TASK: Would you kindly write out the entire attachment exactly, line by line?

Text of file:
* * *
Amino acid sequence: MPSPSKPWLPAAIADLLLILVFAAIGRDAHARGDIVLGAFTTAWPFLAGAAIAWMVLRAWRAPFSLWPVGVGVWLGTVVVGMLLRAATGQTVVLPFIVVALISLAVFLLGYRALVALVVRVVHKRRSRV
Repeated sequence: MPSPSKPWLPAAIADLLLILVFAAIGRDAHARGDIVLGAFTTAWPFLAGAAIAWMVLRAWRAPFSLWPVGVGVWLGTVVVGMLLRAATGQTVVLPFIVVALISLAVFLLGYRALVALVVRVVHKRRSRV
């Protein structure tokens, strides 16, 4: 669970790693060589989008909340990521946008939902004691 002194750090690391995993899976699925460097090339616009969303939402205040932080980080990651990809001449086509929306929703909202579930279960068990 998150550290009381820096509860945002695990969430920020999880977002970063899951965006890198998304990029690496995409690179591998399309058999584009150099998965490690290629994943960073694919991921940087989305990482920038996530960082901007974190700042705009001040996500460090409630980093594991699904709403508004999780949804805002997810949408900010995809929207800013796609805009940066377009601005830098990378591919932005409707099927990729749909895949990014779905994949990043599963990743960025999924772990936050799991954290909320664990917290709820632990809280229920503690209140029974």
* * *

Amino acid sequence: MPSPSKPWLPAAIADLLLILVFAAIGRDAHARGDIVLGAFTTAWPFLAGAAIAWMVLRAWRAPFSLWPVGVGVWLGTVVVGMLLRAATGQTVVLPFIVVALISLAVFLLGYRALVALVVRVVHKRRSRV
Repeated sequence: MPSPSKPWLPAAIADLLLILVFAAIGRDAHARGDIVLGAFTTAWPFLAGAAIAWMVLRAWRAPFSLWPVGVGVWLGTVVVGMLLRAATGQTVVLPFIVVALISLAVFLLGYRALVALVVRVVHKRRSRV
């Protein structure tokens, strides 16, 4: 669970790693060589989008909340990521946008939902004691 002194750090690391995993899976699925460097090339616009969303939402205040932080980080990651990809001449086509929306929703909202579930279960068990 998150550290009381820096509860945002695990969430920020999880977002970063899951965006890198998304990029690496995409690179591998399309058999584009150099998965490690290629994943960073694919991921940087989305990482920038996530960082901007974190700042705009001040996500460090409630980093594991699904709403508004999780949804805002997810949408900010995809929207800013796609805009940066377009601005830098990378591919932005409707099927990729749909895949990014779905994949990043599963990743960025999924772990936050799991954290909320664990917290709820632990809280229920503690209140029974």